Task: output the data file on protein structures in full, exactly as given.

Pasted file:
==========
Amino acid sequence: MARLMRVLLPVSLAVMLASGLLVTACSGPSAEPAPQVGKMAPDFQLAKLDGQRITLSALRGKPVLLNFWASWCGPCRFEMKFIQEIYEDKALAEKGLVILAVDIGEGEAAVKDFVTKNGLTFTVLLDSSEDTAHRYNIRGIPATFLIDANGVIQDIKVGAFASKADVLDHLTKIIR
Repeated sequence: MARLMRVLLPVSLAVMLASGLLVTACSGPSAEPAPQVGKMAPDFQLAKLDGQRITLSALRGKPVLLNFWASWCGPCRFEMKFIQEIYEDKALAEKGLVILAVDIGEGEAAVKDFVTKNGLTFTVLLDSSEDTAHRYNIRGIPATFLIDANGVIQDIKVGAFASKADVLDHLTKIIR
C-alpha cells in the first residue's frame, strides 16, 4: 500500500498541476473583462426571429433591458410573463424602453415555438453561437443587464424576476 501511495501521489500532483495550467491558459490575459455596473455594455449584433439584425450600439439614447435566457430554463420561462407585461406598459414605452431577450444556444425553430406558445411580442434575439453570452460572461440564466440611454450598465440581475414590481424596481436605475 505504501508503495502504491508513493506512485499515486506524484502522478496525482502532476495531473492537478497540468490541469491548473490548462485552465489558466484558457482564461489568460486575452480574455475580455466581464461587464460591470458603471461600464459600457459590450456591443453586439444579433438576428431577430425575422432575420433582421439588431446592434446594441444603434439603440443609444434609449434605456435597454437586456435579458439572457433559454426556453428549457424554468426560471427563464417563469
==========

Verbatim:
Amino acid sequence: MARLMRVLLPVSLAVMLASGLLVTACSGPSAEPAPQVGKMAPDFQLAKLDGQRITLSALRGKPVLLNFWASWCGPCRFEMKFIQEIYEDKALAEKGLVILAVDIGEGEAAVKDFVTKNGLTFTVLLDSSEDTAHRYNIRGIPATFLIDANGVIQDIKVGAFASKADVLDHLTKIIR
Repeated sequence: MARLMRVLLPVSLAVMLASGLLVTACSGPSAEPAPQVGKMAPDFQLAKLDGQRITLSALRGKPVLLNFWASWCGPCRFEMKFIQEIYEDKALAEKGLVILAVDIGEGEAAVKDFVTKNGLTFTVLLDSSEDTAHRYNIRGIPATFLIDANGVIQDIKVGAFASKADVLDHLTKIIR
C-alpha cells in the first residue's frame, strides 16, 4: 500500500498541476473583462426571429433591458410573463424602453415555438453561437443587464424576476 501511495501521489500532483495550467491558459490575459455596473455594455449584433439584425450600439439614447435566457430554463420561462407585461406598459414605452431577450444556444425553430406558445411580442434575439453570452460572461440564466440611454450598465440581475414590481424596481436605475 505504501508503495502504491508513493506512485499515486506524484502522478496525482502532476495531473492537478497540468490541469491548473490548462485552465489558466484558457482564461489568460486575452480574455475580455466581464461587464460591470458603471461600464459600457459590450456591443453586439444579433438576428431577430425575422432575420433582421439588431446592434446594441444603434439603440443609444434609449434605456435597454437586456435579458439572457433559454426556453428549457424554468426560471427563464417563469